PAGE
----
Test and assessment procedures for passive pedestrian protection of passenger cars are in place for many years within world-wide regulations as well as consumer test programmes. Nevertheless, recent accident investigations show a stagnation of pedestrian fatality numbers on European roads alongside increasing injury severities for older road users. The EU-funded SENIORS (Safety ENhancing Innovations for Older Road userS) project developed and evaluated a thorax injury prediction tool (TIPT) for later incorporation within test and assessment procedures.
Accident data indicates an increasing portion of AIS2 and AIS3+ thoracic injuries of older pedestrians and cyclists which are currently not assessed in any test procedure for vulnerable road users. Therefore, SENIORS focused on the development of a test tool predicting the risk of rib fractures of vulnerable road users (VRU). While injury risk functions were reanalyzed, human body model (HBM) simulations against categorized generic vehicle frontends served as input for the definition of test setups and corresponding impact parameters. TIPT component tests against a generic frontend and an actual vehicle were used for the evaluation of the technical feasibility.
The TIPT component tests shows the general feasibility of a test procedure for the assessment of thoracic injuries, with good repeatability and reproducibility of kinematics and results. Impact parameters such as the inclination angles of the thorax, angles of the velocity vector and impact speeds well replicate the parameters gained from the HBM simulations. The proposed markup and assessment scheme offers the possibility of a homogeneous evaluation of the protection potential of vehicle frontends while maintaining justifiable testing efforts. During evaluation testing, the proposed requirements were entirely met.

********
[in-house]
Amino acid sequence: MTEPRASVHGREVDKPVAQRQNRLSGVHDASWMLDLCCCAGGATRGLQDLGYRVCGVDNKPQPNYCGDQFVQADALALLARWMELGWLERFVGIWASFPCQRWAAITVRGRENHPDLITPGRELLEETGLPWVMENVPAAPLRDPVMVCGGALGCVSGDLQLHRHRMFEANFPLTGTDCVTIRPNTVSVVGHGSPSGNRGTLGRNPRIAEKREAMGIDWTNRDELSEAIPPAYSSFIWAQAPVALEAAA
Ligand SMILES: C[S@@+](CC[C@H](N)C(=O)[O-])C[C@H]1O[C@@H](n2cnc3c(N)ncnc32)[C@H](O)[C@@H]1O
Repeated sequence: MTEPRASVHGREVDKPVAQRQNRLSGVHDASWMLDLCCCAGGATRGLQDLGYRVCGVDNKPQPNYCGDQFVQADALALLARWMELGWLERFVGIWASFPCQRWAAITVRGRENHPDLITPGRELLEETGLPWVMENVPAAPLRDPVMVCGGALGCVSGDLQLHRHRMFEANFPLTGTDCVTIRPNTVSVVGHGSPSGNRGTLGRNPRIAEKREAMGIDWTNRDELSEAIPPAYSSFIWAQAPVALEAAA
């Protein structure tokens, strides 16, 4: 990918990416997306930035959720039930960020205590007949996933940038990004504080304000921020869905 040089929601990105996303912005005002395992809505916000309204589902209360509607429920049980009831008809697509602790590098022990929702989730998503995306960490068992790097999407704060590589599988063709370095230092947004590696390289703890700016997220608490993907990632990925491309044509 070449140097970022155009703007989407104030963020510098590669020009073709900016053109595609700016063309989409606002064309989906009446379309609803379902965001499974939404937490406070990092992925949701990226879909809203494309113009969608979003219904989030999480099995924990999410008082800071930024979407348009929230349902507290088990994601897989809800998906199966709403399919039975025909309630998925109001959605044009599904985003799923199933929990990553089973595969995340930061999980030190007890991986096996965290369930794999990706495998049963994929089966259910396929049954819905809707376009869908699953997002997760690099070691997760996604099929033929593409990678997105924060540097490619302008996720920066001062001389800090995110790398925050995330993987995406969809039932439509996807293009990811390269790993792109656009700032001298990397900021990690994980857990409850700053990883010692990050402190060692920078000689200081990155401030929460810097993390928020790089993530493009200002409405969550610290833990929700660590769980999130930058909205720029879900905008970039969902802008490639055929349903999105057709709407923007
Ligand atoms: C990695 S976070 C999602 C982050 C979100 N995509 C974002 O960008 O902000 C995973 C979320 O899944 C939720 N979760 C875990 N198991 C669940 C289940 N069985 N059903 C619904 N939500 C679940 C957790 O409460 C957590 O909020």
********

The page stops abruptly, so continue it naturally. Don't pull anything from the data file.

The developed prototype of TIPT and launching system offer impact angles and speeds as suggested by HBM simulations. However, since thorax impacts during pedestrian accidents do not occur perpendicularly to the vehicle surface in most cases, the TIPT built-in linear potentiometers do not acquire the true resultant intrusions on the ribcage and thus, TIPT rib deflections do not reflect the actual human injury risk. However; for the impact forward to the bonnet leading edge, the TIPT seems applicable without further modifications.
The test and assessment procedures using the TIPT offer for the first time the possibility of replicating the kinematics of a pedestrian thorax with a component test. The developed assessment scheme gives a first indication on how the risk for thoracic injuries could be implemented within the Euro NCAP Box 3 assessment. Future development of the TIPT may focus on implementing a rib cage that can deflect in all axes in a humanlike way.